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Date and Location

March 6, 2024
4:30 PM - 5:45 PM ET


New Technology and Big Data: Equitable and Objective Advancements, or Net Widening and False Promises of Reform? Photo


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Over the last three decades, law enforcement agencies have turned toward proactive rather than just responsive policing, examining patterns in the people and places involved in criminal acts to try to disrupt crime before it happens or better target known hotspots. This CompStat era of big data policing has increasingly given way to an era of predictive policing. Law enforcement agencies are frequently using algorithms and proprietary technology to inform patrol decisions and police decision-making. This increasing use of data and technology in policing has been pitched by some as an accountability tool that allows for more accurate crime reporting, more responsive police service, improved efficiency, and reduced bias. But the big data revolution in policing also has major implications for widening the scope of police contact, compromising privacy and civil liberties, and entrenching social inequity. Some independent evaluations have shown, for example that technology like PredPol/Geolitica and ShotSpotter disproportionately send officers to low-income Black and Latino neighborhoods, but suffer from inaccuracy in predictions and limited efficacy in preventing or reducing crime. Research has shown that crime prediction software and other algorithmic tools, despite their appearance of impartiality and promise of scientific rigor, can ultimately perpetuate disparities or amplify existing biases. Join our guest, Dr. Sarah Brayne, to discuss how to weigh these costs and benefits in shaping public policy.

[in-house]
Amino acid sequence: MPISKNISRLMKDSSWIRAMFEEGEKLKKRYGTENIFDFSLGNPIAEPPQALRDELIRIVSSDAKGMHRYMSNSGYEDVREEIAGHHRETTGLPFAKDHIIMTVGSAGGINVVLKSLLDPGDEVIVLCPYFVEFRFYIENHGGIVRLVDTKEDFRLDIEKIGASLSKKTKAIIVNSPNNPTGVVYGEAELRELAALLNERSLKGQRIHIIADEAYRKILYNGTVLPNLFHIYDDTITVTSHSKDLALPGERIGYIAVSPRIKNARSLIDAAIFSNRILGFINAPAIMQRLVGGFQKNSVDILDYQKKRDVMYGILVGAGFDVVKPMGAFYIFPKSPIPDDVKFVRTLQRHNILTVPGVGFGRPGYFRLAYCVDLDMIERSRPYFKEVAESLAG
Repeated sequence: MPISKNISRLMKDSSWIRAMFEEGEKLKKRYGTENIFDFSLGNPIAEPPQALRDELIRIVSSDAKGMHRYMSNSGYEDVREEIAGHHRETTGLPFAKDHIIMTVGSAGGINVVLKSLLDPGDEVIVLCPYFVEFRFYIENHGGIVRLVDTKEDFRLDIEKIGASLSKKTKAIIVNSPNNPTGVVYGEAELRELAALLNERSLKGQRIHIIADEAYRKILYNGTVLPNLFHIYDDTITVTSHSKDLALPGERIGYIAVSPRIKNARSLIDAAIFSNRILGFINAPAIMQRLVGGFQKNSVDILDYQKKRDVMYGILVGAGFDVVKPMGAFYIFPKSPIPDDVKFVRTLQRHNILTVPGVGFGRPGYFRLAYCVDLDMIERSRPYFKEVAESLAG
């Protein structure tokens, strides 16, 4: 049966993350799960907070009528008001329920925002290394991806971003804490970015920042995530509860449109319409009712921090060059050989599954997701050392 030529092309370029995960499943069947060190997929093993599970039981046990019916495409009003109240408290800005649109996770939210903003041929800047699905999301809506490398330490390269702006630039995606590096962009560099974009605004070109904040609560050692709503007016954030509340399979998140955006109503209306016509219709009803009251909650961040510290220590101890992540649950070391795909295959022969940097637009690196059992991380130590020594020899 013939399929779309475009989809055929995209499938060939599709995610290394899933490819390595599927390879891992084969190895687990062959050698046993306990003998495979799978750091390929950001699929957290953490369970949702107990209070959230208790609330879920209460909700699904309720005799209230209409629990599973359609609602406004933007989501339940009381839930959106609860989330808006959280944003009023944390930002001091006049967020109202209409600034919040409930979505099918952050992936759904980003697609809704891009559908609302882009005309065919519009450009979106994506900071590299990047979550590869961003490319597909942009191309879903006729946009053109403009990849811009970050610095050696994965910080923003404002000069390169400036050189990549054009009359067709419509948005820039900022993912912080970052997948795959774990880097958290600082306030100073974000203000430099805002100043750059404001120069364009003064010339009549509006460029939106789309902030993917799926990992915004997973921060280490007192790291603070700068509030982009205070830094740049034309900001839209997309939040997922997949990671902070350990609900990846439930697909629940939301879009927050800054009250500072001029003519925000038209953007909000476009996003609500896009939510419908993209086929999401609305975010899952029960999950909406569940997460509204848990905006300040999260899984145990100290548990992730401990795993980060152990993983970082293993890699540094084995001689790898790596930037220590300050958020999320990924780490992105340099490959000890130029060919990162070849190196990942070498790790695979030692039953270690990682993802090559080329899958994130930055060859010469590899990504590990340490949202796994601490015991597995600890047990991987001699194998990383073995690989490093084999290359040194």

Sarah Brayne is an Associate Professor of Sociology at The University of Texas at Austin. She received her PhD in Sociology and Social Policy at Princeton University and completed a postdoc at Microsoft Research New England. In her research, Brayne analyzes the social consequences of data-intensive surveillance practices. She uses qualitative and quantitative methods to examine how these developments are—and are not—transforming longstanding social structures and mechanisms of social stratification. Her first book, Predict and Surveil: Data, Discretion, and the Future of Policing, draws on ethnographic research within the Los Angeles Police Department to understand the social implications of how law enforcement uses predictive analytics and new surveillance technologies. In earlier work, she developed a theory of "system avoidance," using survey data to test the relationship between criminal legal contact and involvement in medical, financial, labor market, and educational institutions. She is currently working on a project examining the role of exposure to the criminal legal system in shaping racial and ethnic disparities in health, aging, and mortality. Brayne has been volunteer teaching college classes in prisons since 2012 and is the founder and director of the Texas Prison Education Initiative (TPEI), a group of faculty and students who volunteer teach college classes in prisons in Texas.

Moderated by Katy Naples-Mitchell, Program Director of the Program in Criminal Justice Policy and Management.

The Surveillance, Criminalization, and Punishment  speaker series is organized by Katy Naples-Mitchell, Program Director of the Program in Criminal Justice Policy and Management, and  Sandra Susan Smith, Guggenheim Professor of Criminal Justice; Faculty Director, Program in Criminal Justice Policy and Management; Director, Malcolm Wiener Center for Social Policy; Professor of Sociology; and Carol K. Pforzheimer Professor at the Radcliffe Institute.

Speakers and Presenters

​Sarah Brayne, Associate Professor of Sociology,  University of Texas at Austin | Katy Naples-Mitchell (moderator), Program Director, HKS Program in Criminal Justice Policy and Management


Additional Organizers

​Program in Criminal Justice Policy and Management, HKS